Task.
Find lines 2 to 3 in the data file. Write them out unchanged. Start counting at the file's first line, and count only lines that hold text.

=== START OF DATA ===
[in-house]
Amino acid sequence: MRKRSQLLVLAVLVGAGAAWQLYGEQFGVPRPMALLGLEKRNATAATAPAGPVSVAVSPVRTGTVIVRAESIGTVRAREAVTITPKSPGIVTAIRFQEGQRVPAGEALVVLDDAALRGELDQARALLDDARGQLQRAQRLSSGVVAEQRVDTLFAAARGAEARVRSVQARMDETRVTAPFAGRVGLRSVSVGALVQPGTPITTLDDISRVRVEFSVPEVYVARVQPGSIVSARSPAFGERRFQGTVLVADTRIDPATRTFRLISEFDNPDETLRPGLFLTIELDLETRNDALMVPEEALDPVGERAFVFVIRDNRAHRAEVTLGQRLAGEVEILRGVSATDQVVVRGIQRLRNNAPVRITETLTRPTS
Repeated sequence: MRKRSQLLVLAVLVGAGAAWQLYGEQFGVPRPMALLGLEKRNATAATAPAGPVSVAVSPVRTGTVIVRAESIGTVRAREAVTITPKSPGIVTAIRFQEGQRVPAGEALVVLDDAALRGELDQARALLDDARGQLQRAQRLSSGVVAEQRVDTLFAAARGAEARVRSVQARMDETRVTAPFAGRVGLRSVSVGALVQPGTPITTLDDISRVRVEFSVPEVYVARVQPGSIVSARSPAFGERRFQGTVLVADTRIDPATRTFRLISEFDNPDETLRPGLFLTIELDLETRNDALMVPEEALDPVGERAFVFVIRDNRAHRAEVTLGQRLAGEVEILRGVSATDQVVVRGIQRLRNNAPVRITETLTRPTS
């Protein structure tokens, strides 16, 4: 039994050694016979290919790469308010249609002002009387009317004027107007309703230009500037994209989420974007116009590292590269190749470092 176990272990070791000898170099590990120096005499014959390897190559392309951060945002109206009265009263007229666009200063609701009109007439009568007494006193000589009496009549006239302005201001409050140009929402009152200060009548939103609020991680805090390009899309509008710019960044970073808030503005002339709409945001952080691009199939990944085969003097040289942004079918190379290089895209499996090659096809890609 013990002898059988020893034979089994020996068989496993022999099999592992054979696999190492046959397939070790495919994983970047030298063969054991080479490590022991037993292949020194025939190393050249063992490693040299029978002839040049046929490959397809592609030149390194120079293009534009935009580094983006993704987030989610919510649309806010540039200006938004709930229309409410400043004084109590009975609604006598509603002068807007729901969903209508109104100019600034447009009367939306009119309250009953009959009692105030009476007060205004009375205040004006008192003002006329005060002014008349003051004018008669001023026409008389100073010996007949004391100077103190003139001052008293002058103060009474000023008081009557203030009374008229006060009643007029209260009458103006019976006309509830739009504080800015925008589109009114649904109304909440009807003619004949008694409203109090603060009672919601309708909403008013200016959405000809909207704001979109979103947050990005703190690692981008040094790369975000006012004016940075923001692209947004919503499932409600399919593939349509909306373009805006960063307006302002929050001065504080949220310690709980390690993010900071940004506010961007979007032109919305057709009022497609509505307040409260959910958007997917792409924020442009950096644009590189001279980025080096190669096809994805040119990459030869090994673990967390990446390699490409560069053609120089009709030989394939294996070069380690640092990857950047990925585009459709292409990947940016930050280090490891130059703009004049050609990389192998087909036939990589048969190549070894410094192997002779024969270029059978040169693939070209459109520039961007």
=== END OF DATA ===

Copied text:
Amino acid sequence: MRKRSQLLVLAVLVGAGAAWQLYGEQFGVPRPMALLGLEKRNATAATAPAGPVSVAVSPVRTGTVIVRAESIGTVRAREAVTITPKSPGIVTAIRFQEGQRVPAGEALVVLDDAALRGELDQARALLDDARGQLQRAQRLSSGVVAEQRVDTLFAAARGAEARVRSVQARMDETRVTAPFAGRVGLRSVSVGALVQPGTPITTLDDISRVRVEFSVPEVYVARVQPGSIVSARSPAFGERRFQGTVLVADTRIDPATRTFRLISEFDNPDETLRPGLFLTIELDLETRNDALMVPEEALDPVGERAFVFVIRDNRAHRAEVTLGQRLAGEVEILRGVSATDQVVVRGIQRLRNNAPVRITETLTRPTS
Repeated sequence: MRKRSQLLVLAVLVGAGAAWQLYGEQFGVPRPMALLGLEKRNATAATAPAGPVSVAVSPVRTGTVIVRAESIGTVRAREAVTITPKSPGIVTAIRFQEGQRVPAGEALVVLDDAALRGELDQARALLDDARGQLQRAQRLSSGVVAEQRVDTLFAAARGAEARVRSVQARMDETRVTAPFAGRVGLRSVSVGALVQPGTPITTLDDISRVRVEFSVPEVYVARVQPGSIVSARSPAFGERRFQGTVLVADTRIDPATRTFRLISEFDNPDETLRPGLFLTIELDLETRNDALMVPEEALDPVGERAFVFVIRDNRAHRAEVTLGQRLAGEVEILRGVSATDQVVVRGIQRLRNNAPVRITETLTRPTS